Bush Pilot's was released in the 1990s in the US as a single cask whisky, at 43% - a batch of 100% corn whisky originally intended for blending. However, when Bob Denton was assessing the whiskies which were part of a bulk purchase of Canadian whisky he discovered the whisky which he would eventually bottle a cask at a time for Marilyn Smith, who named the whisky in honor of her father, Fred Johnson, who had started a bush airline as a hobby.
This whisky is a bit of a legend, highly revered and no longer with us thanks to an absolutely ridiculous lawsuit by Anheuser-Busch because of the similarity of "Bush Pilot's" to "Busch" (really?). It was just terrible, and Anheuser forced Bush Pilot's out of the market with all the money being put into a legal scuffle that Bush Pilot's didn't have resources to defend.
For a better written, and more comprehensive piece on this, please see Davin De Kergommeaux's review at canadianwhisky.org.
- Batch: Cask14-044 (distilled 1982)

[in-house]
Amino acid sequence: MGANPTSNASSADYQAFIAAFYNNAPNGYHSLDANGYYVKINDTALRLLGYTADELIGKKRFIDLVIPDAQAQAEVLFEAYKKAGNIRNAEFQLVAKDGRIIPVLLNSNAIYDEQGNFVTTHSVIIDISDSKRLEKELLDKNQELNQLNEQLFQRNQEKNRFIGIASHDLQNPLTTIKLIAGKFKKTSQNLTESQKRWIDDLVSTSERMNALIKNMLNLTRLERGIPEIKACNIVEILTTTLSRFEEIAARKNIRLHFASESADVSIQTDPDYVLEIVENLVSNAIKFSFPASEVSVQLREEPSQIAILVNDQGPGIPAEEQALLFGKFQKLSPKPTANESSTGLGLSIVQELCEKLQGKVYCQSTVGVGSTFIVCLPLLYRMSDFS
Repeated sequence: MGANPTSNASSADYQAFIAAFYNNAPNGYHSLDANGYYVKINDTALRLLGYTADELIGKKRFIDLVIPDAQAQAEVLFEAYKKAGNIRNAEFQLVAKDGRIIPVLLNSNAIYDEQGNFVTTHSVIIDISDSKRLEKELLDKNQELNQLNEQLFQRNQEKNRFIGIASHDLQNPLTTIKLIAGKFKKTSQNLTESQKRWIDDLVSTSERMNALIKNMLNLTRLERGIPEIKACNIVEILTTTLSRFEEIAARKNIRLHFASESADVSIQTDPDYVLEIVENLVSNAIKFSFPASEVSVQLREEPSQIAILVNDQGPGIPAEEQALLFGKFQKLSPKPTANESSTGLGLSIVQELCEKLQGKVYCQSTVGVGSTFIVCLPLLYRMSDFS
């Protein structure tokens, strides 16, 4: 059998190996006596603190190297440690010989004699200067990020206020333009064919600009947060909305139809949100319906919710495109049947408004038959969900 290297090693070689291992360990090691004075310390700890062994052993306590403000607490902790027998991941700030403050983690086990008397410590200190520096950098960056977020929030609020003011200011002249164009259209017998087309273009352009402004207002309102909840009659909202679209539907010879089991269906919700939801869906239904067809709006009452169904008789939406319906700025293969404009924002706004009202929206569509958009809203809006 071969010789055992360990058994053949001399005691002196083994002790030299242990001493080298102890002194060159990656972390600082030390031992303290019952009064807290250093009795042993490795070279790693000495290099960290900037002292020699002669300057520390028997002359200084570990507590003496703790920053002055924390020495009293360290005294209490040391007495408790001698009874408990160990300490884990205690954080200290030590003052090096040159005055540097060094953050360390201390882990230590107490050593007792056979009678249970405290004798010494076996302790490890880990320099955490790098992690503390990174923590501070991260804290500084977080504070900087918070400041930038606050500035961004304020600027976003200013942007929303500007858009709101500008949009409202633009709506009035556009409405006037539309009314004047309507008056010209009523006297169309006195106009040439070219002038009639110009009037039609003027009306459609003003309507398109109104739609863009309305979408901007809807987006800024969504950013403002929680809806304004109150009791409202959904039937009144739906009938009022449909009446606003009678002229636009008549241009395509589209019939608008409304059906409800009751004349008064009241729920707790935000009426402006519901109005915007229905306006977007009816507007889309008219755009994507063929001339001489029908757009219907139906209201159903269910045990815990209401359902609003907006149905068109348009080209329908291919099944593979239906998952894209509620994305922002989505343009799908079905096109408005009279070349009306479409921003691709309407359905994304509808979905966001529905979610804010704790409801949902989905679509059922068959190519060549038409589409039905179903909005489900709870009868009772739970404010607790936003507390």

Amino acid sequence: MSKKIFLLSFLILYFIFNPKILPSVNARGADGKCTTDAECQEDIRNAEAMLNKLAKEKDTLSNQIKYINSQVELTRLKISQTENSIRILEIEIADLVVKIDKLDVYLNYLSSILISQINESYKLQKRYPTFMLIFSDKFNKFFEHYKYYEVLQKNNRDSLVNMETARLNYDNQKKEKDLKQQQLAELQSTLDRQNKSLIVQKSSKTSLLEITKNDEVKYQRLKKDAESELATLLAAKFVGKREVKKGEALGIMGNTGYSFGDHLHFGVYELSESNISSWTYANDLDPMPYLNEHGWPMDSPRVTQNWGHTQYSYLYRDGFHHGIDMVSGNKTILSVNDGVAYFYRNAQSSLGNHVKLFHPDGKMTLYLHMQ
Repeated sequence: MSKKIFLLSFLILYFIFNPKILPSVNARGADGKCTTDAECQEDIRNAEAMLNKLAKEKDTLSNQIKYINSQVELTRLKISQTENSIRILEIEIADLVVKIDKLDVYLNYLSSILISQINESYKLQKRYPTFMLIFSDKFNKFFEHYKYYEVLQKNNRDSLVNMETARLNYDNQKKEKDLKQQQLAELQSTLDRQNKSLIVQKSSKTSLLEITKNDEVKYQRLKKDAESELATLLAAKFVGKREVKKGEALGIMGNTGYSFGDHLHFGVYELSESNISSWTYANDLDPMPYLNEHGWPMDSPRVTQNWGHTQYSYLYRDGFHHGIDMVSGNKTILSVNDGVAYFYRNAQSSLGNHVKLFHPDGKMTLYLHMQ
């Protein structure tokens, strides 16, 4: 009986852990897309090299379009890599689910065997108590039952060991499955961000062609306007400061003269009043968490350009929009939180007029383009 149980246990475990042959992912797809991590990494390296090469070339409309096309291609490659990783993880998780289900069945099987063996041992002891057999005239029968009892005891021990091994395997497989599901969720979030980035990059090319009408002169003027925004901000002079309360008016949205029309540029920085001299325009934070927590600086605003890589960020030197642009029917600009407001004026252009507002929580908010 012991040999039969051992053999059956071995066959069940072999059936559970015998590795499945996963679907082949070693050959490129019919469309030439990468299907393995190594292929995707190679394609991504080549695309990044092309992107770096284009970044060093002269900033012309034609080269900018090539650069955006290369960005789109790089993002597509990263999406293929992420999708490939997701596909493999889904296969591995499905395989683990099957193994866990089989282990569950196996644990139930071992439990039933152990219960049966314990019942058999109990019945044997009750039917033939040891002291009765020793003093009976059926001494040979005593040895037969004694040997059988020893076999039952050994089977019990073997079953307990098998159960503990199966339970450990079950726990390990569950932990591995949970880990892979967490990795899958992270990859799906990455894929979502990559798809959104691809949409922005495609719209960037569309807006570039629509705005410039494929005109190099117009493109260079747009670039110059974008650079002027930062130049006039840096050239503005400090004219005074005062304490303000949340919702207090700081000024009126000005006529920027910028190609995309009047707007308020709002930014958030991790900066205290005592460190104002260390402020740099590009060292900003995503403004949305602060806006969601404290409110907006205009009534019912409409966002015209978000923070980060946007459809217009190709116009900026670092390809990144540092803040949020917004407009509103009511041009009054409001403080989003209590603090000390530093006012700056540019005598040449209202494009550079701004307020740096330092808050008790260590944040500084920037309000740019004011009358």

- Bottling Code: N/A
- Bottling Date: 1995
A decadent nose: sweet, woody, and creamy. It is full of coconut, vanilla, maple, clove, celery seed, rich toffee, dried corn, and a slightly earthy mashy character. The palate, as anticipated, is sweet, with dried fruits, vanilla, and slight tannins and a load of baking spices on the drying finish with a bit more sweetness, vanilla, and oak. Nice lingering corn on the finish.
Very elegant. This is quite similar to the better Highwood corn whiskies – not quite with the complexity of Ninety 20, yet full of grace not quite seen in those bottlings except perhaps Ninety 20. A shame this beauty is no longer with us.